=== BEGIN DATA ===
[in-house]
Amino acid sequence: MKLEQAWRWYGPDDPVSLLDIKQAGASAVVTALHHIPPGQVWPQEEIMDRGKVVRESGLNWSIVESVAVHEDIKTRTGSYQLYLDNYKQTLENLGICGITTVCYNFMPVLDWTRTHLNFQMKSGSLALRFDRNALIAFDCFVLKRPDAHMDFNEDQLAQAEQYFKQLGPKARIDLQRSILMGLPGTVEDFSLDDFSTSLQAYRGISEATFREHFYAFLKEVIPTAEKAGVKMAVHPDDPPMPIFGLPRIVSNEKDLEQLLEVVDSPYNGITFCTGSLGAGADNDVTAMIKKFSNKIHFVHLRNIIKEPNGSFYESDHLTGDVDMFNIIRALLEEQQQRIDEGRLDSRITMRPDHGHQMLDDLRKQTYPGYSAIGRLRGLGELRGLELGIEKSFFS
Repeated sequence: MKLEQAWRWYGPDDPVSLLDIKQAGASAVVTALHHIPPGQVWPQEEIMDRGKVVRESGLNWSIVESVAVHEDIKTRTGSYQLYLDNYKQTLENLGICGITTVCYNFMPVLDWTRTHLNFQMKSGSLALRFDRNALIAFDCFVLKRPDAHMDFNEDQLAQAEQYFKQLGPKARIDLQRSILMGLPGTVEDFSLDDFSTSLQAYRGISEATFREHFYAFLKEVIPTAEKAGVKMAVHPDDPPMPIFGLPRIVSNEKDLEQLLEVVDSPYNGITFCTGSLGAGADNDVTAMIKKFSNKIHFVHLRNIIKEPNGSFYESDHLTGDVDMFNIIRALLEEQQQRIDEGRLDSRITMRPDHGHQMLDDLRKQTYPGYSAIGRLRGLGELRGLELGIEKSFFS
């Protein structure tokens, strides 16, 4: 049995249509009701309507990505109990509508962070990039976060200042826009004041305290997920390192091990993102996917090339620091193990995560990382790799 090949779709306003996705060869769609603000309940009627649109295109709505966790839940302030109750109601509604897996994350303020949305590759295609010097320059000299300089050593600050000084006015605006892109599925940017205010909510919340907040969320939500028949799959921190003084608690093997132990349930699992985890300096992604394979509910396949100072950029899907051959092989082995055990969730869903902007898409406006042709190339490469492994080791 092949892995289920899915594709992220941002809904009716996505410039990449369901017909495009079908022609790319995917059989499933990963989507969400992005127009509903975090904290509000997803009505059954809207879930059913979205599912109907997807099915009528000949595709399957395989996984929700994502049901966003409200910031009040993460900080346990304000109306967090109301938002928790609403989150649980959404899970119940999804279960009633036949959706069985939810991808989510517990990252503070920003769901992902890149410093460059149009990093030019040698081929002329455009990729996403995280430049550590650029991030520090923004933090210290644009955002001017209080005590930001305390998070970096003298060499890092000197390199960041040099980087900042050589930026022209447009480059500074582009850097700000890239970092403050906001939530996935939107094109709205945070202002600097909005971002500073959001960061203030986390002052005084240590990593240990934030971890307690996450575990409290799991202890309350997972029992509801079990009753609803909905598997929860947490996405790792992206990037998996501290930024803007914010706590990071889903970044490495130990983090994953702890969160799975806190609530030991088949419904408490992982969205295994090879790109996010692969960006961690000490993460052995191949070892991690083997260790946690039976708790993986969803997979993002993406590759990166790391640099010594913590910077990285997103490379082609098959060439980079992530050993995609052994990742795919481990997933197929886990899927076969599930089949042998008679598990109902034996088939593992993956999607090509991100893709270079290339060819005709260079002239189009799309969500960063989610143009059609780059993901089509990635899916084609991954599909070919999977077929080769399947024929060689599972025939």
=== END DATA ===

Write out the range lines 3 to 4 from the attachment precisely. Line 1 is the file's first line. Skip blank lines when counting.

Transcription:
Repeated sequence: MKLEQAWRWYGPDDPVSLLDIKQAGASAVVTALHHIPPGQVWPQEEIMDRGKVVRESGLNWSIVESVAVHEDIKTRTGSYQLYLDNYKQTLENLGICGITTVCYNFMPVLDWTRTHLNFQMKSGSLALRFDRNALIAFDCFVLKRPDAHMDFNEDQLAQAEQYFKQLGPKARIDLQRSILMGLPGTVEDFSLDDFSTSLQAYRGISEATFREHFYAFLKEVIPTAEKAGVKMAVHPDDPPMPIFGLPRIVSNEKDLEQLLEVVDSPYNGITFCTGSLGAGADNDVTAMIKKFSNKIHFVHLRNIIKEPNGSFYESDHLTGDVDMFNIIRALLEEQQQRIDEGRLDSRITMRPDHGHQMLDDLRKQTYPGYSAIGRLRGLGELRGLELGIEKSFFS
């Protein structure tokens, strides 16, 4: 049995249509009701309507990505109990509508962070990039976060200042826009004041305290997920390192091990993102996917090339620091193990995560990382790799 090949779709306003996705060869769609603000309940009627649109295109709505966790839940302030109750109601509604897996994350303020949305590759295609010097320059000299300089050593600050000084006015605006892109599925940017205010909510919340907040969320939500028949799959921190003084608690093997132990349930699992985890300096992604394979509910396949100072950029899907051959092989082995055990969730869903902007898409406006042709190339490469492994080791 092949892995289920899915594709992220941002809904009716996505410039990449369901017909495009079908022609790319995917059989499933990963989507969400992005127009509903975090904290509000997803009505059954809207879930059913979205599912109907997807099915009528000949595709399957395989996984929700994502049901966003409200910031009040993460900080346990304000109306967090109301938002928790609403989150649980959404899970119940999804279960009633036949959706069985939810991808989510517990990252503070920003769901992902890149410093460059149009990093030019040698081929002329455009990729996403995280430049550590650029991030520090923004933090210290644009955002001017209080005590930001305390998070970096003298060499890092000197390199960041040099980087900042050589930026022209447009480059500074582009850097700000890239970092403050906001939530996935939107094109709205945070202002600097909005971002500073959001960061203030986390002052005084240590990593240990934030971890307690996450575990409290799991202890309350997972029992509801079990009753609803909905598997929860947490996405790792992206990037998996501290930024803007914010706590990071889903970044490495130990983090994953702890969160799975806190609530030991088949419904408490992982969205295994090879790109996010692969960006961690000490993460052995191949070892991690083997260790946690039976708790993986969803997979993002993406590759990166790391640099010594913590910077990285997103490379082609098959060439980079992530050993995609052994990742795919481990997933197929886990899927076969599930089949042998008679598990109902034996088939593992993956999607090509991100893709270079290339060819005709260079002239189009799309969500960063989610143009059609780059993901089509990635899916084609991954599909070919999977077929080769399947024929060689599972025939």